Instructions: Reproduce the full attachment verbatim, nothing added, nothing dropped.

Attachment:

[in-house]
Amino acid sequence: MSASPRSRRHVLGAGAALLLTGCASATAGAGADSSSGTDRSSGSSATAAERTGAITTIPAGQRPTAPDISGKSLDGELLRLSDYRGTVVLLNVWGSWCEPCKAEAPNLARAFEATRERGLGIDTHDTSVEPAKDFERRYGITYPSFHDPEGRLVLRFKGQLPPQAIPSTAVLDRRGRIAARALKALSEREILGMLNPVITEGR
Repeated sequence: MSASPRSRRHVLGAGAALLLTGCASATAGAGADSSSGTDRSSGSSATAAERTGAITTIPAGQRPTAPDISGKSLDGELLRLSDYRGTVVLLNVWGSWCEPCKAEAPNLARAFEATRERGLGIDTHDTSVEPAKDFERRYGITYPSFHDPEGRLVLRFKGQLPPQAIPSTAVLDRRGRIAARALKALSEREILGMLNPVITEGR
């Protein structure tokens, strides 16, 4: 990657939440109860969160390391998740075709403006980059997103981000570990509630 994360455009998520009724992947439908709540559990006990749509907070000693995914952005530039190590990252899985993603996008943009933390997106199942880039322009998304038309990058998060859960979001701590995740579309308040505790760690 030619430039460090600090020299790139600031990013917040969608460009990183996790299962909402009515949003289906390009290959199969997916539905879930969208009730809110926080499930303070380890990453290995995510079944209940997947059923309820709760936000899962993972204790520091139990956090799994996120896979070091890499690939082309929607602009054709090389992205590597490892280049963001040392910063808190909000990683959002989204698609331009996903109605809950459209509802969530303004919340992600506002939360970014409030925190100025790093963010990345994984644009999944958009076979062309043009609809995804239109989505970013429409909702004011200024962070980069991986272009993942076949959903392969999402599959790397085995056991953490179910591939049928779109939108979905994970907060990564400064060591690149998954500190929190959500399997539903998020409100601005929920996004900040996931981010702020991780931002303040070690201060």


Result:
[in-house]
Amino acid sequence: MSASPRSRRHVLGAGAALLLTGCASATAGAGADSSSGTDRSSGSSATAAERTGAITTIPAGQRPTAPDISGKSLDGELLRLSDYRGTVVLLNVWGSWCEPCKAEAPNLARAFEATRERGLGIDTHDTSVEPAKDFERRYGITYPSFHDPEGRLVLRFKGQLPPQAIPSTAVLDRRGRIAARALKALSEREILGMLNPVITEGR
Repeated sequence: MSASPRSRRHVLGAGAALLLTGCASATAGAGADSSSGTDRSSGSSATAAERTGAITTIPAGQRPTAPDISGKSLDGELLRLSDYRGTVVLLNVWGSWCEPCKAEAPNLARAFEATRERGLGIDTHDTSVEPAKDFERRYGITYPSFHDPEGRLVLRFKGQLPPQAIPSTAVLDRRGRIAARALKALSEREILGMLNPVITEGR
């Protein structure tokens, strides 16, 4: 990657939440109860969160390391998740075709403006980059997103981000570990509630 994360455009998520009724992947439908709540559990006990749509907070000693995914952005530039190590990252899985993603996008943009933390997106199942880039322009998304038309990058998060859960979001701590995740579309308040505790760690 030619430039460090600090020299790139600031990013917040969608460009990183996790299962909402009515949003289906390009290959199969997916539905879930969208009730809110926080499930303070380890990453290995995510079944209940997947059923309820709760936000899962993972204790520091139990956090799994996120896979070091890499690939082309929607602009054709090389992205590597490892280049963001040392910063808190909000990683959002989204698609331009996903109605809950459209509802969530303004919340992600506002939360970014409030925190100025790093963010990345994984644009999944958009076979062309043009609809995804239109989505970013429409909702004011200024962070980069991986272009993942076949959903392969999402599959790397085995056991953490179910591939049928779109939108979905994970907060990564400064060591690149998954500190929190959500399997539903998020409100601005929920996004900040996931981010702020991780931002303040070690201060």